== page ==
The basis for dividend growth income investing is to choose good company stocks with a history of paying increasing dividends. This creates a reliable stream of passive income for the investor.
Before retirement, the income stream is reinvested in current portfolio stocks or pays for new stock additions.
After retirement the dividend income will supplement Social Security, pension, and other income.
Investors in dividend stocks pay attention to four dividend-related dates. We’ll look at each date and use the latest T. Rowe Price Group dividends as example.
The first date is the Declaration Date. This is the day a company Board of Directors announces a stock dividend.
They issue a declaration statement that includes the amount of the dividend, the date of record and the date of payment. After the declaration statement, the company is legally obligated to pay the dividend.
Once the company sets the date of record, the Ex-dividend Date is set by either the stock exchange or National Association of Securities Dealers.
Investors buying the stock on or after the ex-dividend date will not receive the dividend payment. Those owning the stock before the ex-dividend date receive the dividend.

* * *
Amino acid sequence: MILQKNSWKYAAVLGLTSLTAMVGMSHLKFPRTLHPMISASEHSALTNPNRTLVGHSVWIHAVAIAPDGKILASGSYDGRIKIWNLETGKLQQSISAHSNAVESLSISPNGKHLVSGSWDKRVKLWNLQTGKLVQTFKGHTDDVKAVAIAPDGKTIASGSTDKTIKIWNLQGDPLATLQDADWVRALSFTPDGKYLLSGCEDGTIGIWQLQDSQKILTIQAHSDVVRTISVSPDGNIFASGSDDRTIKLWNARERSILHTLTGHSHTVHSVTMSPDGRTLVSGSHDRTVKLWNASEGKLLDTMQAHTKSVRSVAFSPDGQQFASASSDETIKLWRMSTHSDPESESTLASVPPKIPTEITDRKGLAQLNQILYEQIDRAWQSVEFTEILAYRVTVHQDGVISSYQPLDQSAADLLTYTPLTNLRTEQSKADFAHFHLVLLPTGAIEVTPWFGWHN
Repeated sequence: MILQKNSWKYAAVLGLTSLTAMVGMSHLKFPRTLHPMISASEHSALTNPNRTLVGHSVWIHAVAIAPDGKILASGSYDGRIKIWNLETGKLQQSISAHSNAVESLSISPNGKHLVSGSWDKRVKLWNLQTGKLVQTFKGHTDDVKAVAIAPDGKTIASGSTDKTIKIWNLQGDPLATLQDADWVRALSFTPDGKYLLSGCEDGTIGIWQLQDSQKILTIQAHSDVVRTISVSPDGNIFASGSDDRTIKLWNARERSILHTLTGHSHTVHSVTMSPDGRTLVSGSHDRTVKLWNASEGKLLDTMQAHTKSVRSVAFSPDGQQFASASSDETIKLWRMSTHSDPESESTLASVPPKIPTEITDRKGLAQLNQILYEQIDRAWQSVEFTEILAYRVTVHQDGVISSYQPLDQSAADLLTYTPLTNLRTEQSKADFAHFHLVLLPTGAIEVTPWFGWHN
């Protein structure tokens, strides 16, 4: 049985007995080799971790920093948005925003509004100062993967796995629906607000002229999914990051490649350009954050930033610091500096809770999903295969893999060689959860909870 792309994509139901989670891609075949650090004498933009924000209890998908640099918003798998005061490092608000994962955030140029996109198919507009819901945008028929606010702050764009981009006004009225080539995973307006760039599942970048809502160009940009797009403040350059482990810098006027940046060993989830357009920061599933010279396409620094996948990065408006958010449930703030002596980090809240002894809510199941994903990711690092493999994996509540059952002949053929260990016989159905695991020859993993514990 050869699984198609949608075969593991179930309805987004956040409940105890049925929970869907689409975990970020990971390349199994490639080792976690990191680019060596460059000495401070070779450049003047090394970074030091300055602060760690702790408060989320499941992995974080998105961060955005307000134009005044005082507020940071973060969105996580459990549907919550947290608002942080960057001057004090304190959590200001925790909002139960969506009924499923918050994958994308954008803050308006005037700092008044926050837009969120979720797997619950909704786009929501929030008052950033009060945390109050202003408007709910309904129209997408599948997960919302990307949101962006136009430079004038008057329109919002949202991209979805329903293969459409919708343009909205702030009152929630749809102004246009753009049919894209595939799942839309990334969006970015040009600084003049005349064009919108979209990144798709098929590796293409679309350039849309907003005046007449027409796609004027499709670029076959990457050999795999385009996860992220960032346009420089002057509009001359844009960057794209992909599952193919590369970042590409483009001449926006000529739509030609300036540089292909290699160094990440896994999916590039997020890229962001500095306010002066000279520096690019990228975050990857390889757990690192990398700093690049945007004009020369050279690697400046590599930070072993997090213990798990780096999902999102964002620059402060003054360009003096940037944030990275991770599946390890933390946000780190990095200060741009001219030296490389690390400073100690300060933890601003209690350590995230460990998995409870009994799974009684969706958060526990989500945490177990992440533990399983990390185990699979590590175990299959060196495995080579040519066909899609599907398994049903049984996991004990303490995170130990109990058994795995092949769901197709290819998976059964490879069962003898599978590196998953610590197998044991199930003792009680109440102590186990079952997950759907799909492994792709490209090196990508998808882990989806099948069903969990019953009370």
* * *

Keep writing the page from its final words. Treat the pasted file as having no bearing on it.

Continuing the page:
The third date is the Date of Record and is the date only owners of the stock listed on the company books receive the dividend payment. The company identifies these “holders of record” and uses this information to send financial reports, proxy statements and other information.
The Payment Date is the real day when you’ll receive the dividend payment. On this day,dividend payment is settled into your brokerage account and either automatically reinvested in more shares of that particular company stock or swept into your cash holding account.
Let’s use T. Rowe Price (TROW), an asset management company listed on the New York Stock Exchange, as an example of the above dates.
On February 17, 2016 the Board of Directors of T. Rowe Price announced a dividend payment of $0.54 per share (Declaration Date) paid to investors owning the stock on or before March 14, 2016 (Ex-Date).
A stockholder of record on March 16, 2016 (Date of Record) received the cash payment on March 30, 2016 (Payment Date).
Understanding these four dates is important for tracking dividend income and dividend increases. They also play a role as to when to buy a stock that has passed due diligence benchmarks. Paying attention to these dates is part of the total dividend growth income experience.